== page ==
Assorted Udderances take a pull offa Ben's pipe


New airport fondling; no gay military

Two pieces of evidence this week alone that the U.S.A. is still a third-world country ideologically:

Unreal. It's interesting to observe that many of the country's irrational hang-ups involve sexual themes.


Mike Rugnetta’s Little Rights Management Story

Here's a cautionary tale about ASCAP, the musicians' performing rights union in the States (up here, we have a counterpart called SOCAN).

Apparently, they have been actively campaigning against Creative Commons and other similar movements.

Mike Rugnetta, a New York musician, disagrees with their politics — but ASCAP refuses to let him quit his membership!

Filed under: Law, Linkage, Music No Comments

Goat kills man in Washington state

From the CBC News:

A mountain goat […] fatally gored a hiker, then stood over the man and stared menacingly at people trying to help. […]

Robert Boardman, 63, of Port Angeles died Saturday after he was attacked by the goat while hiking on the subalpine Switchback Trail. The trail is popular with residents of nearby Port Angeles, about 140 kilometres west of Seattle.

[…] "This is a highly unusual. There's no record of anything similar in this park," [said park official Barb Maynes.]

[…] Park officials have posted signs at trailheads warning hikers to be watchful of all goats and to stay at least 30 metres from the animals. Hikers are also warned not to urinate on or near the trail, because goats are attracted to the salt.

A necropsy, or animal autopsy, was conducted on the goat Sunday night by private veterinary pathologists. Park officials are awaiting test results of blood and tissue samples, which may take a couple of weeks, Maynes said.


Pancreas vs. Corn on the Cob

The ornament of her might presents a curiously satisfying comparison.

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Retail pants size lies

It is apparently commonplace amongst popular retail clothiers to misrepresent the size of pants.

This revelation both disgusts me, briefly surprises me, and then after a moment of reflection doesn't surprise me at all.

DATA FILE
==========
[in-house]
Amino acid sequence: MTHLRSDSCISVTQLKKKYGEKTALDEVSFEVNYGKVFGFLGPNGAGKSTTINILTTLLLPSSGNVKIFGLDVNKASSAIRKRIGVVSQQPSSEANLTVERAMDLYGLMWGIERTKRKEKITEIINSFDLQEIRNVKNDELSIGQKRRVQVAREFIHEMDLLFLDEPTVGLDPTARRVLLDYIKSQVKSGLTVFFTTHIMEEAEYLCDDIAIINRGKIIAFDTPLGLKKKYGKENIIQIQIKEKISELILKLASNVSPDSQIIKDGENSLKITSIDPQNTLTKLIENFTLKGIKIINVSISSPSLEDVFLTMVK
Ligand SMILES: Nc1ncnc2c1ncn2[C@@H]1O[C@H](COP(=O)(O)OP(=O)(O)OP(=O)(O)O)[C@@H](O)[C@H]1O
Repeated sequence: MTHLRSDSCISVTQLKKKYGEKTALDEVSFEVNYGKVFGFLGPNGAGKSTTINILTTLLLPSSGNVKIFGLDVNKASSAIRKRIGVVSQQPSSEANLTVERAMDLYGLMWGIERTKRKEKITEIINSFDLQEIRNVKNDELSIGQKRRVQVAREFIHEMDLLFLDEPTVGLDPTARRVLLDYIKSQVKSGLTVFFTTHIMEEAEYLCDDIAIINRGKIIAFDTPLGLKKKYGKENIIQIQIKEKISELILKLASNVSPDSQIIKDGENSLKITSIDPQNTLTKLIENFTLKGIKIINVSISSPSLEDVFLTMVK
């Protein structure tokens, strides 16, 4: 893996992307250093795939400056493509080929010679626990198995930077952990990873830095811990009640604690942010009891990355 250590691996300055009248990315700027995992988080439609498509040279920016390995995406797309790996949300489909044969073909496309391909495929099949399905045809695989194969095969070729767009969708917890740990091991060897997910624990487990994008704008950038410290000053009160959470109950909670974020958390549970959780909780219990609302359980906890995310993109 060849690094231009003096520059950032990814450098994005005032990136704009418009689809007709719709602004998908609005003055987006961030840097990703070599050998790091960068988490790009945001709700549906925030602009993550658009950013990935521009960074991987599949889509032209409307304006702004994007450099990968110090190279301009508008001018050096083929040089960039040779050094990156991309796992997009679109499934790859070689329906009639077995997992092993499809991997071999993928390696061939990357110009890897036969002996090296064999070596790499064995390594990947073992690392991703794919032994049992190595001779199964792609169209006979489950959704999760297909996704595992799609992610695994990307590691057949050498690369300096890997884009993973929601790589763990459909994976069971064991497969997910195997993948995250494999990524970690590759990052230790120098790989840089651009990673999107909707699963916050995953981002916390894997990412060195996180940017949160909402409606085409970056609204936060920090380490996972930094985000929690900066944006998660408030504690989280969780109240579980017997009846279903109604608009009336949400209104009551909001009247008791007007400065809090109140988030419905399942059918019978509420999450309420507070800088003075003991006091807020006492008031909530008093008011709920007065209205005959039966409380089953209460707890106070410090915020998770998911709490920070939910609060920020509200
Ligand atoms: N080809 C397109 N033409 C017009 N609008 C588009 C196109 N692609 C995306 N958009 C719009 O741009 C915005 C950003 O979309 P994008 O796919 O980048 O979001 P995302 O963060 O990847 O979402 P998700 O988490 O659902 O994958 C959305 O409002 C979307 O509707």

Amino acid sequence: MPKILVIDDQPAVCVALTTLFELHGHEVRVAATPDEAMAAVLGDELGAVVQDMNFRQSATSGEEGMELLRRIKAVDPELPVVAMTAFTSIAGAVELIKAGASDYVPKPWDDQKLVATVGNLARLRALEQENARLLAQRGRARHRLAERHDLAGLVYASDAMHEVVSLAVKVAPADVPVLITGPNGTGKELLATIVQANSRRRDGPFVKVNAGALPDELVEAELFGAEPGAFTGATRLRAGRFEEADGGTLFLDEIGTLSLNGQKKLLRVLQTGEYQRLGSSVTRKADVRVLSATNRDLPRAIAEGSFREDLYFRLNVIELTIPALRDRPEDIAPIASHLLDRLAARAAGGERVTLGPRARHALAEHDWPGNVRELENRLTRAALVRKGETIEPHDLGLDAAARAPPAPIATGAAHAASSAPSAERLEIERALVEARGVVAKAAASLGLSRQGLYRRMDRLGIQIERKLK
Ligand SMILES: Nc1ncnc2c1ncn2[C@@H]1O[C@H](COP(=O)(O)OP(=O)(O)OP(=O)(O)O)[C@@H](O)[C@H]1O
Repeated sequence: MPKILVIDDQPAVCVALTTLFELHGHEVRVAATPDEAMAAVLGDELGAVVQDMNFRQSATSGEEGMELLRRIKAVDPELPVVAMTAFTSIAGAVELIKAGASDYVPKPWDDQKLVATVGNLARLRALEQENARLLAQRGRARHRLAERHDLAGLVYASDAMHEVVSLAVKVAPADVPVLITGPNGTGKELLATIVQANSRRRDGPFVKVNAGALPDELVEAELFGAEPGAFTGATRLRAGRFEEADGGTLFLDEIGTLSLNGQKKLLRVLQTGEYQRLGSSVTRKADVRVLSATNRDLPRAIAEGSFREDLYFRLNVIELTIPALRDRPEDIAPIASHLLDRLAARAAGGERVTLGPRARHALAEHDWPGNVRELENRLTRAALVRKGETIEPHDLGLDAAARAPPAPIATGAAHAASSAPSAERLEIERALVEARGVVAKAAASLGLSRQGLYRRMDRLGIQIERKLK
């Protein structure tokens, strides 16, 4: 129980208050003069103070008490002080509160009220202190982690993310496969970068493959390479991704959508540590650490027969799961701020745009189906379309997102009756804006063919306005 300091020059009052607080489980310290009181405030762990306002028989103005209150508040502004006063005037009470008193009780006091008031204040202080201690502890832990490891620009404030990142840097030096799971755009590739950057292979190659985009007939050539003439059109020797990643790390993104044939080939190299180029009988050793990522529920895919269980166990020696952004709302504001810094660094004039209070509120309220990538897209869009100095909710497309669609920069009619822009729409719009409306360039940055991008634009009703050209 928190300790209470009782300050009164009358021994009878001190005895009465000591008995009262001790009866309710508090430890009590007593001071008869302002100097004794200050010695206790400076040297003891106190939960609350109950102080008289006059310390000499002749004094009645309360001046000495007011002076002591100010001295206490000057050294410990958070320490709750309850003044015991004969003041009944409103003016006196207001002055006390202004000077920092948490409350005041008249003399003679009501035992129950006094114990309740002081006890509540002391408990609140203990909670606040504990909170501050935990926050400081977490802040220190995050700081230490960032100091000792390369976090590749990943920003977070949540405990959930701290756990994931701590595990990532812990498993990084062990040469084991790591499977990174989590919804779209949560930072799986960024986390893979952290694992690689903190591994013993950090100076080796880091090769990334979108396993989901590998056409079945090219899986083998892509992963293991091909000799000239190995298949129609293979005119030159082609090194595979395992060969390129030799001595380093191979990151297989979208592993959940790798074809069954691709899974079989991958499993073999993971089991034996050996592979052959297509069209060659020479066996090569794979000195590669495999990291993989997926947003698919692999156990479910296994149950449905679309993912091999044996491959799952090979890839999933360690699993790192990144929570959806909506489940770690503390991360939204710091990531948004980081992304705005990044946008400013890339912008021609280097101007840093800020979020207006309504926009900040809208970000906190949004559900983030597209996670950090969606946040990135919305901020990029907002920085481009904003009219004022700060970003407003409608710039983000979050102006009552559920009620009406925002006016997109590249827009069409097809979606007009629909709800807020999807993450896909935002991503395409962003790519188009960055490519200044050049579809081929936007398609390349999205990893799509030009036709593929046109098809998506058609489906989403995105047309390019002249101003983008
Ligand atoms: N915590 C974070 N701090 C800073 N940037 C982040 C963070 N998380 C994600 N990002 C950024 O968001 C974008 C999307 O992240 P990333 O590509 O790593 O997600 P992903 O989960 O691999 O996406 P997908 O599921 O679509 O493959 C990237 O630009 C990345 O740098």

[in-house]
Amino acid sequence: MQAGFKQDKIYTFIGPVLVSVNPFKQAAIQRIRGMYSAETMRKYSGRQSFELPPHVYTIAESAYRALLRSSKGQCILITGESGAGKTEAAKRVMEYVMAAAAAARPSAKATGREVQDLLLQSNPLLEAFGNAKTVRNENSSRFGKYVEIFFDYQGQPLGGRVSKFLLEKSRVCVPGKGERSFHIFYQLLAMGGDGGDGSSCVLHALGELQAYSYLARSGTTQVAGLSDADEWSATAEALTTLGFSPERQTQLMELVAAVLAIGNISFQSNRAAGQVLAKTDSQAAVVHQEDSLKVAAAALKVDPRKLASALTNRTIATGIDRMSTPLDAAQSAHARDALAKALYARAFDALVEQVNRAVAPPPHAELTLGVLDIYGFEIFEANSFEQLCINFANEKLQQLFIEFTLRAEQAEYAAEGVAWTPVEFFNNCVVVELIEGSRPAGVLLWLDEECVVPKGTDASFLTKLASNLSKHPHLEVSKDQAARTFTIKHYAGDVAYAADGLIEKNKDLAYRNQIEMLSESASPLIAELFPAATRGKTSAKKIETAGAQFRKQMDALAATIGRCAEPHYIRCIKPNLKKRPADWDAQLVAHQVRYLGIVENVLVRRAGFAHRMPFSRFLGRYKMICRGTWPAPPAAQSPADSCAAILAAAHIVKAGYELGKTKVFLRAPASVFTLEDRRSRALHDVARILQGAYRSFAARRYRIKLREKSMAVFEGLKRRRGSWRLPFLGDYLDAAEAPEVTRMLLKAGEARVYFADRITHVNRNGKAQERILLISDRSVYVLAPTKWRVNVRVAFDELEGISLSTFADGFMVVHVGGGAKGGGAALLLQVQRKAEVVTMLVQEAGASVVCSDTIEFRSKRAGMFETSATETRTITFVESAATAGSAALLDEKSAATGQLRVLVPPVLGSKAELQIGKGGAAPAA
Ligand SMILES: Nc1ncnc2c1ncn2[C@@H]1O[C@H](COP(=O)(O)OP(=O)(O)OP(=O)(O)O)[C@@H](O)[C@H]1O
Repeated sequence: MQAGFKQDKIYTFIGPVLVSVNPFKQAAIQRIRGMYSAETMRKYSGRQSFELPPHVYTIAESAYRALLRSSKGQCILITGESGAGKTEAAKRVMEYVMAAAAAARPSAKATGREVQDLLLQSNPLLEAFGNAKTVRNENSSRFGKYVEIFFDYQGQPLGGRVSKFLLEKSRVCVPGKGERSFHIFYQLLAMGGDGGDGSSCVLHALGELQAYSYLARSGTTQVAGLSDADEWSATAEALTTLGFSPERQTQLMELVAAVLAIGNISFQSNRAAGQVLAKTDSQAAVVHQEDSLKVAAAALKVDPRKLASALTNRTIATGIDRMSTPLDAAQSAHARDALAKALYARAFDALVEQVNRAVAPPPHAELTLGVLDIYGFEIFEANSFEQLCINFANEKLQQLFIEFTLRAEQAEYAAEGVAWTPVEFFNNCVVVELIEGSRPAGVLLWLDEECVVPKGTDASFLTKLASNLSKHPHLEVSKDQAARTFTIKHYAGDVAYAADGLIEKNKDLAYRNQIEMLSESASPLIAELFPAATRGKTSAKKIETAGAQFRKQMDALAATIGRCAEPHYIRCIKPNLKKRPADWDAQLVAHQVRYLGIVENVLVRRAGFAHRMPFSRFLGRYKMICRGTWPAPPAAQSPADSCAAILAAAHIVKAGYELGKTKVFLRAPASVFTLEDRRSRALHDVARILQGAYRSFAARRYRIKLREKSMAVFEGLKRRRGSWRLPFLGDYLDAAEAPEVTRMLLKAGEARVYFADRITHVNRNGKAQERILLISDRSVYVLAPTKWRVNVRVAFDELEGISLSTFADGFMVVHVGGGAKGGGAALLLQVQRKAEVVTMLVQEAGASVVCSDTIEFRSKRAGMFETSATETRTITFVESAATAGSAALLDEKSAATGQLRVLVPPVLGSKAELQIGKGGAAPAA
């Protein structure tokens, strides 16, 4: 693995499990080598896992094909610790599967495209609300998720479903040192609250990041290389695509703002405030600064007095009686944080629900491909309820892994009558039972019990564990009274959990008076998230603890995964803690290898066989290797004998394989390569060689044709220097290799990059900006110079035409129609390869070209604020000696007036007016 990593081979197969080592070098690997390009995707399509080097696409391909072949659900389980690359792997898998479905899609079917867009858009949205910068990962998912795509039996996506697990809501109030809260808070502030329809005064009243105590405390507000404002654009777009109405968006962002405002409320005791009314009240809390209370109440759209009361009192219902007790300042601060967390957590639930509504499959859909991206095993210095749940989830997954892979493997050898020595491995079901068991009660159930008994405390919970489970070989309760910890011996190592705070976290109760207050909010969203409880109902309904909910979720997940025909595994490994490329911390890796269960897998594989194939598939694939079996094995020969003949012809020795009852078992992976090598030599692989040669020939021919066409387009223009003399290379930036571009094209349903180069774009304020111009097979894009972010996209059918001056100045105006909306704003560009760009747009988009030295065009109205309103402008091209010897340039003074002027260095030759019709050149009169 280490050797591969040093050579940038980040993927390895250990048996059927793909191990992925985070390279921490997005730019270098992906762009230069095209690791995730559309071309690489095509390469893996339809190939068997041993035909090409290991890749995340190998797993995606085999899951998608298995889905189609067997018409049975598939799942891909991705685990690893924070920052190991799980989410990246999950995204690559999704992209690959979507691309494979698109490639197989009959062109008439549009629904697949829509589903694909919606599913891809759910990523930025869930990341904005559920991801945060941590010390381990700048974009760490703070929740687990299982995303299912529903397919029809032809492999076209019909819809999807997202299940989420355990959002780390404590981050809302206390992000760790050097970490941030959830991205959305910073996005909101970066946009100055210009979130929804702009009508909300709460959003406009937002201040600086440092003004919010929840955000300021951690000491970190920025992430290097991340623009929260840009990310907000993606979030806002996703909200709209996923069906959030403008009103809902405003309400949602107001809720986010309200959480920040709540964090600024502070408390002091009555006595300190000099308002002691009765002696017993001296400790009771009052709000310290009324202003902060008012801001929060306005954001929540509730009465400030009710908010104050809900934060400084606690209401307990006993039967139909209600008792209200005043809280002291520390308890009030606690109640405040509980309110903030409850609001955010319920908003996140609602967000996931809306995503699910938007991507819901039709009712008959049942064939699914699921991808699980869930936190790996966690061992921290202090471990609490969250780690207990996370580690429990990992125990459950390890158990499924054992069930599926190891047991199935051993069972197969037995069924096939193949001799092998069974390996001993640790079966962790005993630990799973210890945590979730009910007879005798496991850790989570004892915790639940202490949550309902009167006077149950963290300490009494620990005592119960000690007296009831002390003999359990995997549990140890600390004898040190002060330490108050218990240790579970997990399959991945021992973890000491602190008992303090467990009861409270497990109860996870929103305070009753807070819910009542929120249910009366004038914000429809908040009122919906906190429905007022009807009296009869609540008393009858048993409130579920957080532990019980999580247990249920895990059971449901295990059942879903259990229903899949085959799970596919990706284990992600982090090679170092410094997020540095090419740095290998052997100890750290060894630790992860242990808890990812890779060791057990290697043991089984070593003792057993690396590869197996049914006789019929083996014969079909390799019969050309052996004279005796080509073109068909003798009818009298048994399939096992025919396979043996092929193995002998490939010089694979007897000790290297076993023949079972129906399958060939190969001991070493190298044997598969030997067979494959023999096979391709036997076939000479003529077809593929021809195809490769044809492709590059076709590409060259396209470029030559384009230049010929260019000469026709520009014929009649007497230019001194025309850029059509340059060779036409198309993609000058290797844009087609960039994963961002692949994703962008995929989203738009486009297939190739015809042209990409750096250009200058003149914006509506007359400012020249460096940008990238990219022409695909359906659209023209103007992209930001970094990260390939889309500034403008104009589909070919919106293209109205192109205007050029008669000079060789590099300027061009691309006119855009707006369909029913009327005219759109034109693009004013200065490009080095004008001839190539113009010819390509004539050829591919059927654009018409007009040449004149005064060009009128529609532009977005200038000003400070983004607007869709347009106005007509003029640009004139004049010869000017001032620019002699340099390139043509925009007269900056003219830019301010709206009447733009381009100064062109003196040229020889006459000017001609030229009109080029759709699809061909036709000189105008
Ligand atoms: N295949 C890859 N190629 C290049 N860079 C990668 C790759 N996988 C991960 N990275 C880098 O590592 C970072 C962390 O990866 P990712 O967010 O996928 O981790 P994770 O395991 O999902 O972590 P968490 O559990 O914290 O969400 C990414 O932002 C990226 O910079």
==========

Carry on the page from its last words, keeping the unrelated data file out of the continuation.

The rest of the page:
John Roderick on Bob Dylan

John of the Long Winters discusses how he came to know Mr. Zimmerman's music – and his opinion of the circumstances surrounding its popular acceptance – in Myth 61 Revisited, a column for the Seattle Weekly.

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Martin Scorsese attends free iMovie demo at Apple Store

Another classic from the Onion.

Scorsese, who is widely regarded as one of the most important artists in the history of American cinema, was reportedly fascinated that iMovie was capable of making footage slow down, speed up, or play backward. The living legend said he was also impressed that, by clicking a single button, a complex tracking shot could be instantly changed into black-and-white to fully emphasize the repugnance of masculine insecurities.

As Gruber observes, often the joke is in the headline; here, it's the accompanying photograph that provides the seed.


The OED has seen its final printing

The London Telegraph reports that the Oxford English Dictionary will not be printed again (apparently not to be confused, though, with the Oxford Dictionary of English which will continue a periodic printing).

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Penile plethysmography

Good lord; until today, it was a routine practice by a service of the B.C. Ministry for Children and Family Development to assess a convicted sex offender by "attach[ing] a device to his penis [and then] play[ing] images of adults having sex and of naked children while monitoring the youth's level of arousal".

Sounds like something from the early half of this century.

Update (next day): surprise, surprise; the cancellation of this wacky test came down after somebody realized that one of their technicians had been convicted of sexual assault.

Update (April 26, 2011): The BC Children's Representative just released a report concluding that indeed "the penile sensors are invasive." Well, how's that for some solid government research.


Cow Clicker

Ian Bogost has created Cow Clicker, a Facebook game  in which you get a cow, and can click on it.  Six hours later, you can click on it again.

The article is an insightful essay on the cyclical and insipid phenomenon of today's "social gaming".

I post this as a follow-up to earlier linkage of a couple weeks ago, an essay exploring why people play FarmVille. (via Marco)